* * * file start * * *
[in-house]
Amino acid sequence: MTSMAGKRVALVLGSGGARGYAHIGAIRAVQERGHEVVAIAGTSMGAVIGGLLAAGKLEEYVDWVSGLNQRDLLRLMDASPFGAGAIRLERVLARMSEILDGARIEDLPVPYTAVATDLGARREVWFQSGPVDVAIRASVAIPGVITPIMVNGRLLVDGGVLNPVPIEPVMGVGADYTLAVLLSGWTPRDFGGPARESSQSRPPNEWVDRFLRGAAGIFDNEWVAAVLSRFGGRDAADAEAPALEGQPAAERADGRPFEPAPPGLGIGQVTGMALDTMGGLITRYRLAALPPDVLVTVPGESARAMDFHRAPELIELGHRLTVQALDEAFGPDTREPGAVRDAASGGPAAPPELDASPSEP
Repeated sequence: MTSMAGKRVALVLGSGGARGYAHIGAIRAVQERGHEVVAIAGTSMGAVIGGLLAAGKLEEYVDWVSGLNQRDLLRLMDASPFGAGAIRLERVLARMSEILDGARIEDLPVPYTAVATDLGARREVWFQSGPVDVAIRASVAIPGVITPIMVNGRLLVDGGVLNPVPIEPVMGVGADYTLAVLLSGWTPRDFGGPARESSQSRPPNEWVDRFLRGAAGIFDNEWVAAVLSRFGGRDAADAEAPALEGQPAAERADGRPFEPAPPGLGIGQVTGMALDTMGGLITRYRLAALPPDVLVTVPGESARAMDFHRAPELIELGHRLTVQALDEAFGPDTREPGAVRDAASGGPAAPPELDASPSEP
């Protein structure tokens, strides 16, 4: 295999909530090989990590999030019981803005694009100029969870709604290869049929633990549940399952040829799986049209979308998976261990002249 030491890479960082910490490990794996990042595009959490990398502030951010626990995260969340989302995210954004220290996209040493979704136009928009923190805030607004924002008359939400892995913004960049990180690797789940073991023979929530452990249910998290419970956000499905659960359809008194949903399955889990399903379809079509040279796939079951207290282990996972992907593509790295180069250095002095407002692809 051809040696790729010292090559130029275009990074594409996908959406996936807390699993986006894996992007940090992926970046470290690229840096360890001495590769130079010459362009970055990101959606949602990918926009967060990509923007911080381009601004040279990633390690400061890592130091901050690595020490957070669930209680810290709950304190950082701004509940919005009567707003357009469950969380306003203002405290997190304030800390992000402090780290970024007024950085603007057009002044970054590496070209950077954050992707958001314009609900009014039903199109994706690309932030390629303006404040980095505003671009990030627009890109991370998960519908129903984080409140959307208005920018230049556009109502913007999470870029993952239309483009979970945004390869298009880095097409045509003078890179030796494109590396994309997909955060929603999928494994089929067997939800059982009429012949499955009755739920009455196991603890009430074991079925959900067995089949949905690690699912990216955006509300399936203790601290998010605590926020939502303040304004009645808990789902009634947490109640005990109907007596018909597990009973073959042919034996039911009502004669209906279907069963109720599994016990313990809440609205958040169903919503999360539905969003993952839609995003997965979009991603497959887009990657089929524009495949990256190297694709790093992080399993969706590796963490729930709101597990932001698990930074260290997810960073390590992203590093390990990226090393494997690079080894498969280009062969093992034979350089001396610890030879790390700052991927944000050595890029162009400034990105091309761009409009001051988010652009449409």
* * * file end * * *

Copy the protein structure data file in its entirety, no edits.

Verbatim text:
[in-house]
Amino acid sequence: MTSMAGKRVALVLGSGGARGYAHIGAIRAVQERGHEVVAIAGTSMGAVIGGLLAAGKLEEYVDWVSGLNQRDLLRLMDASPFGAGAIRLERVLARMSEILDGARIEDLPVPYTAVATDLGARREVWFQSGPVDVAIRASVAIPGVITPIMVNGRLLVDGGVLNPVPIEPVMGVGADYTLAVLLSGWTPRDFGGPARESSQSRPPNEWVDRFLRGAAGIFDNEWVAAVLSRFGGRDAADAEAPALEGQPAAERADGRPFEPAPPGLGIGQVTGMALDTMGGLITRYRLAALPPDVLVTVPGESARAMDFHRAPELIELGHRLTVQALDEAFGPDTREPGAVRDAASGGPAAPPELDASPSEP
Repeated sequence: MTSMAGKRVALVLGSGGARGYAHIGAIRAVQERGHEVVAIAGTSMGAVIGGLLAAGKLEEYVDWVSGLNQRDLLRLMDASPFGAGAIRLERVLARMSEILDGARIEDLPVPYTAVATDLGARREVWFQSGPVDVAIRASVAIPGVITPIMVNGRLLVDGGVLNPVPIEPVMGVGADYTLAVLLSGWTPRDFGGPARESSQSRPPNEWVDRFLRGAAGIFDNEWVAAVLSRFGGRDAADAEAPALEGQPAAERADGRPFEPAPPGLGIGQVTGMALDTMGGLITRYRLAALPPDVLVTVPGESARAMDFHRAPELIELGHRLTVQALDEAFGPDTREPGAVRDAASGGPAAPPELDASPSEP
């Protein structure tokens, strides 16, 4: 295999909530090989990590999030019981803005694009100029969870709604290869049929633990549940399952040829799986049209979308998976261990002249 030491890479960082910490490990794996990042595009959490990398502030951010626990995260969340989302995210954004220290996209040493979704136009928009923190805030607004924002008359939400892995913004960049990180690797789940073991023979929530452990249910998290419970956000499905659960359809008194949903399955889990399903379809079509040279796939079951207290282990996972992907593509790295180069250095002095407002692809 051809040696790729010292090559130029275009990074594409996908959406996936807390699993986006894996992007940090992926970046470290690229840096360890001495590769130079010459362009970055990101959606949602990918926009967060990509923007911080381009601004040279990633390690400061890592130091901050690595020490957070669930209680810290709950304190950082701004509940919005009567707003357009469950969380306003203002405290997190304030800390992000402090780290970024007024950085603007057009002044970054590496070209950077954050992707958001314009609900009014039903199109994706690309932030390629303006404040980095505003671009990030627009890109991370998960519908129903984080409140959307208005920018230049556009109502913007999470870029993952239309483009979970945004390869298009880095097409045509003078890179030796494109590396994309997909955060929603999928494994089929067997939800059982009429012949499955009755739920009455196991603890009430074991079925959900067995089949949905690690699912990216955006509300399936203790601290998010605590926020939502303040304004009645808990789902009634947490109640005990109907007596018909597990009973073959042919034996039911009502004669209906279907069963109720599994016990313990809440609205958040169903919503999360539905969003993952839609995003997965979009991603497959887009990657089929524009495949990256190297694709790093992080399993969706590796963490729930709101597990932001698990930074260290997810960073390590992203590093390990990226090393494997690079080894498969280009062969093992034979350089001396610890030879790390700052991927944000050595890029162009400034990105091309761009409009001051988010652009449409």